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Democrats Have Never Been This Close To Seeing Trump's Financial Secrets

Tuesday’s court decision hands Trump yet another stinging courtroom defeat as he scrambles to shield his family business from scrutiny by lawmakers and prosecutors.

by Greg Walters
Dec 3 2019, 6:59pm

WASHINGTON — A U.S. appeals court slapped down President Trump’s lawsuit to block his banks from sharing his records with House Democrats, placing Congress on the brink of unlocking the deepest secrets of Trump’s financial empire.

Tuesday’s decision hands Trump yet another stinging courtroom defeat as he scrambles to shield his family business from scrutiny by lawmakers and prosecutors, and increases the odds that Trump’s lockbox-like secrecy will shatter open before the 2020 elections.

The three-judge panel in Manhattan denied Trump’s suit to stop his longtime favorite lender, Germany’s scandal-plagued Deutsche Bank, from responding to subpoenas for his records from Democrat-led House committees, but issued a one-week stay pending an appeal to the Supreme Court.

Democrats believe Deutsche’s vaults contain a detailed map of Trump’s business empire, revealing how rich he really is, how he earned his money, any financial entanglements with foreign powers like Russia or Saudi Arabia, and, potentially, any signs of money laundering or other financial misdeeds.

READ: How Deutsche Bank could reveal the truth about Trump's finances

Trump relied on Deutsche for billions in loans after a series of bankruptcies left him with a radioactive reputation on Wall Street. The German banking giant, which has suffered through a series of scandals over its role helping launder vast amounts of money out of Russia and other embarrassments, cozied up to Trump and became his most important financial connection.

Democrats sent subpoenas to Deutsche Bank and another of Trump’s main banks, Capital One, earlier this year, but remain bogged down in Trump’s legal challenge to stop them.

Outside observers of the legal process say that Trump appears destined for ultimate defeat in his multiple legal battles to stop Congress and New York prosecutors from accessing his business records and tax returns, but that he may be able to drag out the courtroom feuding well beyond the 2020 election. If that happens, Trump would escape the immediate political consequences of any damaging disclosures.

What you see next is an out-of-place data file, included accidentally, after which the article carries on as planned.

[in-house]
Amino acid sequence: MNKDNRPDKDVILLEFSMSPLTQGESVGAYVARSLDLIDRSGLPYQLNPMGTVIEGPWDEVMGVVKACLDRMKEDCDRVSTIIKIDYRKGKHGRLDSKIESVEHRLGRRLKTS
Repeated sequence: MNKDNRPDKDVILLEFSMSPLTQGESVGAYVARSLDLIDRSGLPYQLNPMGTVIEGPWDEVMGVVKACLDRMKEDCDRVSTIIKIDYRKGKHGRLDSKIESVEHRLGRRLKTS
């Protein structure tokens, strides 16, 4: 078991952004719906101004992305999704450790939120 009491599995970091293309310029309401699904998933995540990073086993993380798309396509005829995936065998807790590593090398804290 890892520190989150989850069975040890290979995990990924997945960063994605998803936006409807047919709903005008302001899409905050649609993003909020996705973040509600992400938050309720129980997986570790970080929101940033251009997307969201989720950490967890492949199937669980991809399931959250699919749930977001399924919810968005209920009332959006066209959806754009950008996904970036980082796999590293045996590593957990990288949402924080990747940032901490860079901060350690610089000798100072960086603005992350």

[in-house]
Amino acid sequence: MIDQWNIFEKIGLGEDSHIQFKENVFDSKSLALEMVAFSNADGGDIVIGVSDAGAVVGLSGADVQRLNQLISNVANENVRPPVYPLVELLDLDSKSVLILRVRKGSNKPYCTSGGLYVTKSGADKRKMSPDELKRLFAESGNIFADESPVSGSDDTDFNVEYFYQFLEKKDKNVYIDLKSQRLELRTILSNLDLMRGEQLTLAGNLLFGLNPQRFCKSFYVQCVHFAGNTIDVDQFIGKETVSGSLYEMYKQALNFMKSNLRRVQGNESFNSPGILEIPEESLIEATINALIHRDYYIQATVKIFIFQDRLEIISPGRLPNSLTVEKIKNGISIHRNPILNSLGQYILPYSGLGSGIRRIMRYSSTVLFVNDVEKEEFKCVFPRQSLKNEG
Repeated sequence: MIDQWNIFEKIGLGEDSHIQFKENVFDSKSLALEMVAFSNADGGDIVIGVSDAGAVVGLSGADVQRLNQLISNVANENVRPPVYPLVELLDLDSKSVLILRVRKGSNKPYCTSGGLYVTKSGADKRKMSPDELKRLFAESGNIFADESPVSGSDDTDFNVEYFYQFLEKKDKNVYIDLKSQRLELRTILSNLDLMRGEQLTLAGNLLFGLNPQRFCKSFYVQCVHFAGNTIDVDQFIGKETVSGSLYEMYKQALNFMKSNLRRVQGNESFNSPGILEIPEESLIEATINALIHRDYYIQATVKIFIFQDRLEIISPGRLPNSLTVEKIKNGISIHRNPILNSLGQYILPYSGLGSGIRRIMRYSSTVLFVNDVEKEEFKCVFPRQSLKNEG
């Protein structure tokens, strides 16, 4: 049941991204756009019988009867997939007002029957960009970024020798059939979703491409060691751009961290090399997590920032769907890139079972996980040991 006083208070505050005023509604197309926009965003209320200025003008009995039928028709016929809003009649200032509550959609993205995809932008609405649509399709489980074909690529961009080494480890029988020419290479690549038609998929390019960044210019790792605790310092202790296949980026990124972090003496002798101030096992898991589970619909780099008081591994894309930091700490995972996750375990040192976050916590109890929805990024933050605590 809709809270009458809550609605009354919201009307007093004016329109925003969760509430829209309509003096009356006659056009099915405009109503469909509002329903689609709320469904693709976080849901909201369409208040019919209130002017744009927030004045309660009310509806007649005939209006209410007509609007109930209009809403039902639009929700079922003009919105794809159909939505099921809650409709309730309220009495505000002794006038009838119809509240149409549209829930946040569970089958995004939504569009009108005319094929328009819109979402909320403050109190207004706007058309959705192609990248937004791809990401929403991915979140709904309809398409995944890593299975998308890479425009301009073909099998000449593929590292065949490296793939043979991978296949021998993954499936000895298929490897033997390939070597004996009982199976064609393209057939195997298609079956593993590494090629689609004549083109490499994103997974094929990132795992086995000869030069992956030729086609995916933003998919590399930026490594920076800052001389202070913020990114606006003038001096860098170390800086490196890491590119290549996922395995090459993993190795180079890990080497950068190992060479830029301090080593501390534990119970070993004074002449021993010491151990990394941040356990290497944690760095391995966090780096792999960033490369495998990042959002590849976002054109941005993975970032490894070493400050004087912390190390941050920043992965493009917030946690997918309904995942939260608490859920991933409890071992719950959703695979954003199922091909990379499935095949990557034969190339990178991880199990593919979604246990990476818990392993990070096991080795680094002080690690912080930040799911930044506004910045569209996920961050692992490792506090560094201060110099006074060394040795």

But it’s getting harder for Trump to wait out the clock — especially after Tuesday’s ruling.

While Trump is all but certain to appeal this fresh loss to the Supreme Court, he’ll now need a robust defense from the high court in at least three separate cases, raising the odds of a final defeat in at least one sometime before November 2020.

Similar subpoenas seeking Trump’s financial documents by the House Oversight Committee and the Manhattan District Attorney are also lined up for possible decisions from the Supreme Court. Trump’s legal team hopes it can rely on the high court’s 5-4 conservative majority, including Trump-appointed justices Neil Gorsuch and Brett Kavanaugh, to protect him.

On Tuesday, the Second Circuit Appeals Court ruled in a two-three decision that Trump’s argument against disclosure lacked merit, though it found that a small number of categories of financial data, like medical reimbursements for members of Trump’s staff, might be off limits.

Read: This Courtroom Battle Could Reveal Trump's Finances and Open the Floodgates to His Other Secrets

But Trump did receive a ray of hope from the dissenting third judge, Deborah Anne Livingston, an appointee of former Republican president George W. Bush.

Livingston called the Democrats’ subpoenas of Trump’s records “deeply troubling.” The vast scope of the requests, which target business and personal financial records for Trump as well as his family members, appears to extend beyond what would be necessary to assist Congress in developing new legislation, which is the nominal purpose of the subpoenas, the judge wrote.

But the majority decision on Tuesday (from two judges appointed respectively by Bush and former Democratic president Jimmy Carter), found that the public interest of disclosure to Congress outweighed any concerns that the suit might somehow be a mere nuisance case to harass Trump.

“The Committees’ interests in pursuing their constitutional legislative function is a far more significant public interest than whatever public interest inheres in avoiding the risk of a Chief Executive’s distraction arising from disclosure of documents reflecting his private financial transactions,” the judges ruled in their majority opinion.

Cover: Prime Minister Justin Trudeau, not shown, meets U.S. President Donald Trump at Winfield House in London on Tuesday, Dec. 3, 2019. (Sean Kilpatrick/The Canadian Press via AP)

This article originally appeared on VICE US.

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